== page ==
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The ANC’s apparent aversion to simply taking the President Jacob Zuma exit matter to Parliament and putting it to the vote of no confidence test is evident in the latest claims that the party is ready to offer Zuma the chance to escape any state capture prosecution that might be brought against him by turning state witness against the Guptas and other major role players, notes Legalbrief.
Debt counselling, implemented as an alternative to sequestration for indebted consumers, is a ‘disaster’ for many consumers, according to practitioners. Rapport notes that the issue of customers wanting to abandon the debt review process has become more complicated with the Western Cape and Gauteng High Courts at odds on the matter.
A company which claims to have a business model to deal with the day to day administrative aspects of property transfers has run up against the legal fraternity, which says transfers in law are the preserve of conveyancers or legal practitioners, notes Legalbrief.
Handcuffs finally snapped shut around the wrists of Durban attorney Ajay Debba when‚ after ‘ducking and diving’ for two months‚ he was arrested at court on Friday and taken to Westville Prison to serve 30 days for contempt of court. A TimesLIVE report says Debba – who has also been suspended from practice by the KZN Law Society – is accused of stealing money from people through bogus property deals.
Retired Judge Neels Claassen has urged parties involved in medical litigation to seek mediation as an alternative to protracted court battles in negligence claims. A report in The Herald says Claassen was presenting a paper to candidates on the advantage of mediation versus litigation stemming from medical negligence by doctors and other health professionals.
Master Builders SA (MBSA) has postponed a planned class-action application against the government to recoup billions owed to its members for work done for municipalities, provincial and government departments, and state-owned enterprises in order to engage the National Treasury in a last-ditch attempt to resolve the problem.
Lawyers who used the services of KZN South Coast’s former sheriff Margaret Matthews could find themselves taken to court by those seeking restitution after she was found to have operated without a fidelity fund certificate for nine months, notes a Sunday Tribune report. Matthews, who vacated the office in September, executed summonses, notices, warrants and court orders in the Umzinto, Pennington, Hibberdene, Turton, Scottburgh and Vulamehlo areas.
Disgraced consulting firm McKinsey is still to make arrangements for the return of the cash it received from Eskom in an unlawful contract. A Business Day report says McKinsey has also declined to account for the R564m Eskom paid to the Gupta-linked Trillian, which initially had been introduced as McKinsey’s local supply development partner. The firm said it would pay back only the R1bn it had received from Eskom.
The Western Cape High Court yesterday dismissed an urgent application by the Cape Town Minstrel Association (CTMA) as it attempts to challenge the City of Cape Town’s decision not to award it money to host Tweede Nuwe Jaar celebrations. A Cape Times report says the urgent application by the CTMA last week against the city, their rival the Kaapse Klopse Karnival Association and SAPS was heard this week by Judge Robert Henney.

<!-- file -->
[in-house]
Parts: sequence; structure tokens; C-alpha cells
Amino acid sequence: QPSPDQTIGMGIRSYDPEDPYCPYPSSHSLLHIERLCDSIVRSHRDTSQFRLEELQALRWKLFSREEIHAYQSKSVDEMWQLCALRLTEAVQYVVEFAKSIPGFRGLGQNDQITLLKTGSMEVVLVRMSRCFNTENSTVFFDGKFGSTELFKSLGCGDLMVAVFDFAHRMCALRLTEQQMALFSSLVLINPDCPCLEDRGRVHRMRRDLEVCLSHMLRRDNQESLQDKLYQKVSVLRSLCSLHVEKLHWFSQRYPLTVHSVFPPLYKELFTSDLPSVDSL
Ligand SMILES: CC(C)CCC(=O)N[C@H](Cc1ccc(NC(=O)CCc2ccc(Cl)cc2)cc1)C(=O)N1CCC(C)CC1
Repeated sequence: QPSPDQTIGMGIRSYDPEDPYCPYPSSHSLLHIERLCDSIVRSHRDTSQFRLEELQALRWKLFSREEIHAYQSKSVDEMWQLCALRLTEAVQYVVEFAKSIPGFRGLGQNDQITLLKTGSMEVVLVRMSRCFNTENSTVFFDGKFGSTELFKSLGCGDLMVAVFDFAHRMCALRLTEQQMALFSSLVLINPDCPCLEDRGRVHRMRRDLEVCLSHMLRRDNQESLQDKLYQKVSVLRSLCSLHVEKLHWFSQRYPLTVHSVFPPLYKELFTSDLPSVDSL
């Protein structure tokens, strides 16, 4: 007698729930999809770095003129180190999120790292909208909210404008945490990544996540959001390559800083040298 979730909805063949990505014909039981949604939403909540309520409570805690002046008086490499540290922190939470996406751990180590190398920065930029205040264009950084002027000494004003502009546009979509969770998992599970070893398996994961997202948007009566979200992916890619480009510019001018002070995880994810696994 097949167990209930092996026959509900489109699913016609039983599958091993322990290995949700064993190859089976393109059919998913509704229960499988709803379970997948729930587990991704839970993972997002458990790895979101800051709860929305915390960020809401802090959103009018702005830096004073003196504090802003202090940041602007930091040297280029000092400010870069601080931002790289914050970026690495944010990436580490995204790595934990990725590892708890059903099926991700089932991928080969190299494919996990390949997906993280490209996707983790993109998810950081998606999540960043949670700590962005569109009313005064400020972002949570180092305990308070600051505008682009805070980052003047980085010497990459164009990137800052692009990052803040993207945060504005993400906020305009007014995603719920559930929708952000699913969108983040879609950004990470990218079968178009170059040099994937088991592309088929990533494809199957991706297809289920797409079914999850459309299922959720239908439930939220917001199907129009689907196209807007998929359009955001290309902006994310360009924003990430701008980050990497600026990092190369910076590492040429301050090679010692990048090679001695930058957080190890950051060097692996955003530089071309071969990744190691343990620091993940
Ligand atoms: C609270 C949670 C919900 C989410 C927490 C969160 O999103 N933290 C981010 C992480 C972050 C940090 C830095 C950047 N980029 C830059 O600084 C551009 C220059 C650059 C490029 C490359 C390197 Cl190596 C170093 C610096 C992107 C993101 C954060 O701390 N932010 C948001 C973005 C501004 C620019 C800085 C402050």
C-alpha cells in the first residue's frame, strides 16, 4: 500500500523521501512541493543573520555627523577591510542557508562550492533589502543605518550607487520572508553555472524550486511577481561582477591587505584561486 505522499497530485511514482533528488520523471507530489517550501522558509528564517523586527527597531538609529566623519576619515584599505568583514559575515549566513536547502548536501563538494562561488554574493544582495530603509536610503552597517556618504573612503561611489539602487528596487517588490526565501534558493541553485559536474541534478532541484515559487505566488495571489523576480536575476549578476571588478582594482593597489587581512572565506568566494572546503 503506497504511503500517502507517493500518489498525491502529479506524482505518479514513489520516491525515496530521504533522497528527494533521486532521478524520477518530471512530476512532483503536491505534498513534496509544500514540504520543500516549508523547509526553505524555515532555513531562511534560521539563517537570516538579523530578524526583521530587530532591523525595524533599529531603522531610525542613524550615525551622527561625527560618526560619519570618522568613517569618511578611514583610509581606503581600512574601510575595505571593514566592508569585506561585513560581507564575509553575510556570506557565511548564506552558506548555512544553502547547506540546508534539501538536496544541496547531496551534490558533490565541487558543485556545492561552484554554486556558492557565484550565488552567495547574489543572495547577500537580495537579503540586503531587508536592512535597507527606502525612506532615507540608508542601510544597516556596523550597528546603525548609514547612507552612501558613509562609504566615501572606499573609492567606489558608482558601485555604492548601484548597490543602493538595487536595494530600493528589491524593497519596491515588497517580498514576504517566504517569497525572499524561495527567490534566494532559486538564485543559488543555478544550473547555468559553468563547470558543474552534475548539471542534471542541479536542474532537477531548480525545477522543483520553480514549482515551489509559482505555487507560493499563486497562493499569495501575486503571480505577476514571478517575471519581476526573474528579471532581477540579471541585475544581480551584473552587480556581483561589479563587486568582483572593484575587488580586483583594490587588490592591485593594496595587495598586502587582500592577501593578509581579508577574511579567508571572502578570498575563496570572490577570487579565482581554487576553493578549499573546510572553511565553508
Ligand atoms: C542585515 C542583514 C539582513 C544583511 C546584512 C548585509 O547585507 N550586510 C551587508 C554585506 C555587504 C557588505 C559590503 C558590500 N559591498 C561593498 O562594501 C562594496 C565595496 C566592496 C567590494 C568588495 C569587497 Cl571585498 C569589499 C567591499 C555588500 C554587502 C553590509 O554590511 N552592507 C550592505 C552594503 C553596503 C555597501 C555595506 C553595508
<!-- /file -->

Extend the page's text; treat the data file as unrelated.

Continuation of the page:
The Publishers Association of SA (Pasa) says it is likely that the State Security Agency’s (SSA’s) cease-and-desist letter to author Jacques Pauw and NB Publishers – which released Pauw's book The President's Keepers – is the first of its kind to be served on any publisher or author in democratic SA, according to a BusinessLIVE report.
Despite the Constitutional Court’s landmark ruling on the illegality of certain practices in the administration of garnishee orders – made more than a year ago – activists claim that fee-gouging and fraudulent court orders are continuing unabated, according to Business Day. Lisinda Bailey, one of the applicants in the Western Cape High Court case on garnishee orders that was confirmed by the Constitutional Court, says her life was ruined by the irresponsible granting of credit and subsequent garnishees.
English will be the only language of record in SA courts, according to Chief Justice Mogoeng Mogoeng. ‘Nobody is saying South Africans are not permitted to speak in their mother tongue in a court of law. We are just saying, to facilitate efficiency and a smooth running of the court system ... We (should) have everything that is said in a particular case captured in one language that is understood by all the judges – and that language is English,’ he is quoted as saying in a News24 report.
POPI (the Protection of Personal Information Act) will provide welcome protection for our personal information – our names, ID numbers, addresses, medical histories and so on, but the other side of the coin is that it will expose small businesses in particular to a whole new raft of onerous obligations and risks.
Attorneys have gravitated to medical malpractice claims as a source of revenue after changes in compensation offered by the Road Accident Fund. Medical malpractice underwriters are questioning the sustainability of their insurance products following the explosion of the medical litigation industry, says medical rapporteur Melody Emmett in an analysis in Business Day.
Investors in Herman Pretorius’ Relative Arbitrage Trust Fund should prepare themselves for a return of as little as five cents in the rand, according to a provisional liquidation and distribution account filed by the liquidators. Die Burger reports that the account shows only R63m available for distribution.